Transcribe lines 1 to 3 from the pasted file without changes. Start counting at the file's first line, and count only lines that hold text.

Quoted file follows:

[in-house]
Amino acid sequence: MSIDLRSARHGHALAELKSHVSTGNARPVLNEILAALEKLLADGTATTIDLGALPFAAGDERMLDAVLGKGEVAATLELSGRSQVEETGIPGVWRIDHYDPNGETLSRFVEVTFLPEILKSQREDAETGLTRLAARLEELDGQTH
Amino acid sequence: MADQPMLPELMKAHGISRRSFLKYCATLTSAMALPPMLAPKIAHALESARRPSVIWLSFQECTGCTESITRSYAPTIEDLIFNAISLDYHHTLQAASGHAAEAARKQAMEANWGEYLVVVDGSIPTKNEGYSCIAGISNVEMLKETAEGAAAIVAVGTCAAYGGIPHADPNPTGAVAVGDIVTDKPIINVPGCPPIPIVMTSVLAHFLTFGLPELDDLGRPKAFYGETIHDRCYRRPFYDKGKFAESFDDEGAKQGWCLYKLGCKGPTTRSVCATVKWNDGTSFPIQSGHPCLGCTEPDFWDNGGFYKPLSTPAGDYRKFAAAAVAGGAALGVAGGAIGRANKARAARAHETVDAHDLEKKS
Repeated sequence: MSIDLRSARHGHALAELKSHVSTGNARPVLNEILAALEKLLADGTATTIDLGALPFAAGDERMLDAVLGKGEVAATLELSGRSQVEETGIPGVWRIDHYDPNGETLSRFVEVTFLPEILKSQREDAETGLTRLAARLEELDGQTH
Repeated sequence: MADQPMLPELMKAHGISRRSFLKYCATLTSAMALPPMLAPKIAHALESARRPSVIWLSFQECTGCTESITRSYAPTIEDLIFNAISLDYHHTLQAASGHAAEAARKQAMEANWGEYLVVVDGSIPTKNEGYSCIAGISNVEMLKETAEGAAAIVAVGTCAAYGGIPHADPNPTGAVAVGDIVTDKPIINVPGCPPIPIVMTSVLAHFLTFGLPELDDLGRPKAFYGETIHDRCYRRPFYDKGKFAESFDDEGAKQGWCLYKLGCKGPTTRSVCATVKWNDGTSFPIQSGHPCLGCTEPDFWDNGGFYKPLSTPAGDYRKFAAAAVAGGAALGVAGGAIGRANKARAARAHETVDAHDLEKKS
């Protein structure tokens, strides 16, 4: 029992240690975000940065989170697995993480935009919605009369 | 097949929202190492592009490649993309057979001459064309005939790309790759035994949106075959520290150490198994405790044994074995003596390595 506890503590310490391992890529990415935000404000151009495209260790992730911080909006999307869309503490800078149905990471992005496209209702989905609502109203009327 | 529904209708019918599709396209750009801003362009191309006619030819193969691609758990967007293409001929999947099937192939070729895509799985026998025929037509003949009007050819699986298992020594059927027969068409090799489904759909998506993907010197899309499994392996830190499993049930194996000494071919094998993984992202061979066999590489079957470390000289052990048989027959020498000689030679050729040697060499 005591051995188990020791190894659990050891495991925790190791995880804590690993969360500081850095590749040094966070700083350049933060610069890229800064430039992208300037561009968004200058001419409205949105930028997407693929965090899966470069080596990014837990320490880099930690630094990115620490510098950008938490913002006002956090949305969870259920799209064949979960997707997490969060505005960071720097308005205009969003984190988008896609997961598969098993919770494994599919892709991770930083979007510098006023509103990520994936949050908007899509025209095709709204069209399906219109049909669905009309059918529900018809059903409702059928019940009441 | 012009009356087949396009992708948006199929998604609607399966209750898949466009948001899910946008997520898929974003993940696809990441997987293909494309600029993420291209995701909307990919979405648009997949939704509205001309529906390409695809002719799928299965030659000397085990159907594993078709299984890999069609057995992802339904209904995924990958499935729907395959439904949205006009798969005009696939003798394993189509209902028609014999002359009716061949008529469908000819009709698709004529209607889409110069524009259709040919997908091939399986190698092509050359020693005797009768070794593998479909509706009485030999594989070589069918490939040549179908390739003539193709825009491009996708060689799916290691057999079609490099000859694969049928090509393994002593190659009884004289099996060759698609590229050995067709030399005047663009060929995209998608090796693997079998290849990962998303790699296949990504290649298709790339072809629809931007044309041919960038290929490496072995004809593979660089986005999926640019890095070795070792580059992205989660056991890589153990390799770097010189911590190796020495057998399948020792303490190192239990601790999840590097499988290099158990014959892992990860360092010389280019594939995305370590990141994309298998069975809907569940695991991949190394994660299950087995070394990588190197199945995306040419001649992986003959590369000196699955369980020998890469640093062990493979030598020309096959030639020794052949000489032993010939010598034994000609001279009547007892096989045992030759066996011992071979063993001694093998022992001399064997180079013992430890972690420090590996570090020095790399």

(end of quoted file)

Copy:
[in-house]
Amino acid sequence: MSIDLRSARHGHALAELKSHVSTGNARPVLNEILAALEKLLADGTATTIDLGALPFAAGDERMLDAVLGKGEVAATLELSGRSQVEETGIPGVWRIDHYDPNGETLSRFVEVTFLPEILKSQREDAETGLTRLAARLEELDGQTH
Amino acid sequence: MADQPMLPELMKAHGISRRSFLKYCATLTSAMALPPMLAPKIAHALESARRPSVIWLSFQECTGCTESITRSYAPTIEDLIFNAISLDYHHTLQAASGHAAEAARKQAMEANWGEYLVVVDGSIPTKNEGYSCIAGISNVEMLKETAEGAAAIVAVGTCAAYGGIPHADPNPTGAVAVGDIVTDKPIINVPGCPPIPIVMTSVLAHFLTFGLPELDDLGRPKAFYGETIHDRCYRRPFYDKGKFAESFDDEGAKQGWCLYKLGCKGPTTRSVCATVKWNDGTSFPIQSGHPCLGCTEPDFWDNGGFYKPLSTPAGDYRKFAAAAVAGGAALGVAGGAIGRANKARAARAHETVDAHDLEKKS